Sign up for our newsletter


Cyclist's 31 Inspirational Women No3: Annemiek van Vleuten

Maria David Sponsored
3 Mar 2021

The top-ranked rider on the UCI Women’s WorldTour in 2020 has some big goals for 2021

Cyclist's 31 Inspirational Women

To celebrate International Women's Month, we have partnered with Zwift to tell the stories of 31 inspirational women across 31 days

Words: Maria David Photography: Chris Blott

For most of the general population, Annemiek van Vleuten came to prominence during the 2016 Olympics in Rio when we gasped in horror as we watched the Dutch rider tumble head-first over her handlebars to lie motionless on the ground after misjudging a downhill right-hand bend while leading the Women’s Road Race.

Fortunately, Annemiek’s injuries did not prove to be life-changing, though she did suffer severe concussion and three fractured vertebrae.

What was truly impressive, however, was how Annemiek got back on her bike and won the Belgium Tour less than five weeks after her accident.

Many described this as an amazing comeback, but Annemiek says she doesn’t believe in comebacks, pointing out that she was already achieving great things that season and was simply building from there.

‘I don’t believe in coming back stronger after a disappointment,’ Annemiek says. ‘For me, that’s something that the media makes up. I don’t need the disappointments to be at a higher level.

‘At the Rio Olympics, for example, it was not the crash that made me come back stronger. It’s always annoying that people say that I came back because of the crash. At that time I was motivated and I showed there that I was one of the best climbers in the world.

‘So this gave me energy and made me eager and hungry to continue to get even stronger, train harder and focus more on climbing.’

I think that’s the secret as to why I am stronger than my competitors – it’s because I dare to search for my limits and go out of my comfort zone

Fast-forward to 2020 and at the age of 38 Annemiek finished the year as the top-ranked rider in the women’s UCI world rankings. Although she failed to retain her World Road Race Championships title at Imola, she was racing with a broken wrist and still managed to finish second.

A year earlier, her 2019 title came after a 105km solo breakaway on hilly Yorkshire roads that drew comparisons to Eddy Merckx in his pomp back in the 1960s and 1970s – the kind of dominant performance we seldom see nowadays.

Clearly Annemiek is not afraid to push the limits. On the back of that dominant Worlds performance in Yorkshire, she embarked on a cycling tour with some of the male pros in her former Mitchelton-Scott team, including Adam and Simon Yates, riding 1,800km from Portugal to Andalusia in Spain.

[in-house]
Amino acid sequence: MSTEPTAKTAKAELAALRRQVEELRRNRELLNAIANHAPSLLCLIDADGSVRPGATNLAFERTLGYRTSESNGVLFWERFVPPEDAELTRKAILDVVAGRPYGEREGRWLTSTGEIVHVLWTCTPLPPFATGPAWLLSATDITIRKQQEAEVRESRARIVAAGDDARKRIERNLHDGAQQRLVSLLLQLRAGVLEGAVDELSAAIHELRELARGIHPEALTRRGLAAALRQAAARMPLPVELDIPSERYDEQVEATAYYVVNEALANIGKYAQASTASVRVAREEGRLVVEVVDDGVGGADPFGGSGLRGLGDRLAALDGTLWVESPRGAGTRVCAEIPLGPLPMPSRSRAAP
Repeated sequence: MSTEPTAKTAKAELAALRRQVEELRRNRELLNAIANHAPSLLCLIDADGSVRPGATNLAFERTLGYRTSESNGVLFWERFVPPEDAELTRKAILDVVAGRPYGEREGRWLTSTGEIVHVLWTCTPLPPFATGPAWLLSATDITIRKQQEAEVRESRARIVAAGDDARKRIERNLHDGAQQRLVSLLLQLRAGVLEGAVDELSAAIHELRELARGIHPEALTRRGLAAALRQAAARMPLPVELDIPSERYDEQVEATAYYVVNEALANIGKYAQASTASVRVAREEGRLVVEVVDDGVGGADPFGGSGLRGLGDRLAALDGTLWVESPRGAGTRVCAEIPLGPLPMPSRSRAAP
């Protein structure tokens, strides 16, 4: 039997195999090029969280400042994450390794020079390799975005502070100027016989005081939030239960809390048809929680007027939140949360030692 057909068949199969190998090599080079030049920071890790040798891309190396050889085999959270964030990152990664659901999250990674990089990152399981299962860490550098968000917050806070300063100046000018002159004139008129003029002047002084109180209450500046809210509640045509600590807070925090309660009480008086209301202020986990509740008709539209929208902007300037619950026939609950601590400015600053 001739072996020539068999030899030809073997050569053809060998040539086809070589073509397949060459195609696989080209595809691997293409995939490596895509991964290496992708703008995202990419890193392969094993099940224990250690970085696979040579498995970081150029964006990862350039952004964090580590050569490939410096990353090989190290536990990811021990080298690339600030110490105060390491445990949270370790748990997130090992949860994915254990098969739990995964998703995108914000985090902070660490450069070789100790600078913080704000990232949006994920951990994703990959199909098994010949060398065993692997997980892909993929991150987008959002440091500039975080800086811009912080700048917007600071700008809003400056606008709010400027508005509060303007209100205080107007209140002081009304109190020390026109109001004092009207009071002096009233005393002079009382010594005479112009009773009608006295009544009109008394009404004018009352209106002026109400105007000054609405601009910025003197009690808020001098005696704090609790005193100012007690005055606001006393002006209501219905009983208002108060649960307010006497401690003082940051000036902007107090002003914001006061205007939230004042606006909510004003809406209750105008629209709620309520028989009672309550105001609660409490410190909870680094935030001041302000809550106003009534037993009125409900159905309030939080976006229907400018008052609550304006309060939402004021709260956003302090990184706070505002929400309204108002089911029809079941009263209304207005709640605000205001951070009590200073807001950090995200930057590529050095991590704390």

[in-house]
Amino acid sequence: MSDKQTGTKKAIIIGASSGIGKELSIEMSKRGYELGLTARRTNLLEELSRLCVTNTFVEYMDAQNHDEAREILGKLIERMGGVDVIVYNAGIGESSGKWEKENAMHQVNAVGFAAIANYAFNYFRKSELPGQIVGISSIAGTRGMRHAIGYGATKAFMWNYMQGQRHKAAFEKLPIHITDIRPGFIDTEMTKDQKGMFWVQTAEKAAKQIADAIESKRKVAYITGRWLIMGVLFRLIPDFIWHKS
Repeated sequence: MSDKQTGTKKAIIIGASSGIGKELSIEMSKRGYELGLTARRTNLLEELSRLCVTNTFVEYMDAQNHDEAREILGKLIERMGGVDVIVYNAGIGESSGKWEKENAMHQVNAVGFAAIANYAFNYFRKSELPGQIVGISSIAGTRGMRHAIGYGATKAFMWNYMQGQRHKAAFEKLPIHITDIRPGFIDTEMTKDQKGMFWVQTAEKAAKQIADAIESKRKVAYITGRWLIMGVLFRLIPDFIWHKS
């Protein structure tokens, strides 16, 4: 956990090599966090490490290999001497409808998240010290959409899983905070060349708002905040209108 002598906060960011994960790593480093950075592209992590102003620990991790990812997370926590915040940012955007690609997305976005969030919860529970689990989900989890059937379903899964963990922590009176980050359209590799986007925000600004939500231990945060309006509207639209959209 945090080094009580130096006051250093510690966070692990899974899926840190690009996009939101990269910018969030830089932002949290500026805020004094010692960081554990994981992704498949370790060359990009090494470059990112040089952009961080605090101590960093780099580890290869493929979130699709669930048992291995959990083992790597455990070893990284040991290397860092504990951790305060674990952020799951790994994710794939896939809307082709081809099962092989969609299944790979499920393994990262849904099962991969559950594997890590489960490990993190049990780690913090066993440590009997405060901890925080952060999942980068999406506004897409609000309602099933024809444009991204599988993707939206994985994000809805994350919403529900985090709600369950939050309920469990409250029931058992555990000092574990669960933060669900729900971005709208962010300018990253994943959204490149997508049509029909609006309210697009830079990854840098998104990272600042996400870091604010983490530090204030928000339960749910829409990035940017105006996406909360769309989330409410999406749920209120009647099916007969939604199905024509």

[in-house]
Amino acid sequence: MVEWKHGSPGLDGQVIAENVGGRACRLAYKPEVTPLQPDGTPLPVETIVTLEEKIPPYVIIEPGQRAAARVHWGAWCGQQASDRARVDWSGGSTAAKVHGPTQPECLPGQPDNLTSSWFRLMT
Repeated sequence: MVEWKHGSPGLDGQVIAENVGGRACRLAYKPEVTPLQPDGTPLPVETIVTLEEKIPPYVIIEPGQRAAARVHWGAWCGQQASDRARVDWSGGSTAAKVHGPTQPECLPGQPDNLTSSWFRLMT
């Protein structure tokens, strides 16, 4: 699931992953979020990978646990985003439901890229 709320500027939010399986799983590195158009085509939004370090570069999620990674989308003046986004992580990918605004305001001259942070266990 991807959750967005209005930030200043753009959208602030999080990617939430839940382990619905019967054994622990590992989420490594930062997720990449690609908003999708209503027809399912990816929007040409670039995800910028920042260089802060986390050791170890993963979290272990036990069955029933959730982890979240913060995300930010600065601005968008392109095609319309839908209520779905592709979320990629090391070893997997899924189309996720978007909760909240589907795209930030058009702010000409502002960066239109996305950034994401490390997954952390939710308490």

Although she says this training was beneficial, Annemiek is clear that it wasn’t that she was training with men per se that made her stronger.

‘Training with guys is overrated. I did a total of eight days with Mitchelton-Scott. And this year at the training camp with [new team] Movistar, it was just nice to join them for three or four days.

‘But it’s not training with guys that is the secret to having good results. I think it’s more a sign that I am not scared to go out of my comfort zone. For sure, joining the guys can be a bit scary. They go a bit faster than I want, and I cannot tell them to slow down – they need to train too.

‘But you have to search for your limits, and that’s something the guys can help me with. I think that’s the secret as to why I am stronger than my competitors – it’s because I dare to search for my limits and go out of my comfort zone. Riding with the guys is just an example of that.’

So where does Annemiek get her grit, determination and ability to deal with setbacks from? Watch footage of the closing kilometres of that epic Worlds win in Yorkshire and you’ll see Annemiek pointing at the earrings she was wearing as the camera zoomed in on her. These were an 18th birthday gift from her father, and she is known to wear what she calls her ‘lucky earrings’ at big races.

‘My dad died in 2008 after a long illness, and I had to deal with that, and see my mother cope with her loss,’ Annemiek says. ‘My parents showed a lot of strength mentally, and I have taken my inspiration from them.’

Find the rest of Cyclist's 31 Inspirational Women here

As a result, whenever Annemiek wins a big race she always shares that celebration with her mother.

This year’s goal is to compete in the rescheduled time-trial and road race at the Tokyo Olympics. Annemiek is preparing for that and the Women’s WorldTour season with her new teammates at Movistar.

Based on her 2020 performances and her unfinished business from the Rio Games in 2016, we wouldn’t be surprised to see more outstanding performances this year from this extraordinary athlete.

For more from Zwift this International Women's Month, visit here.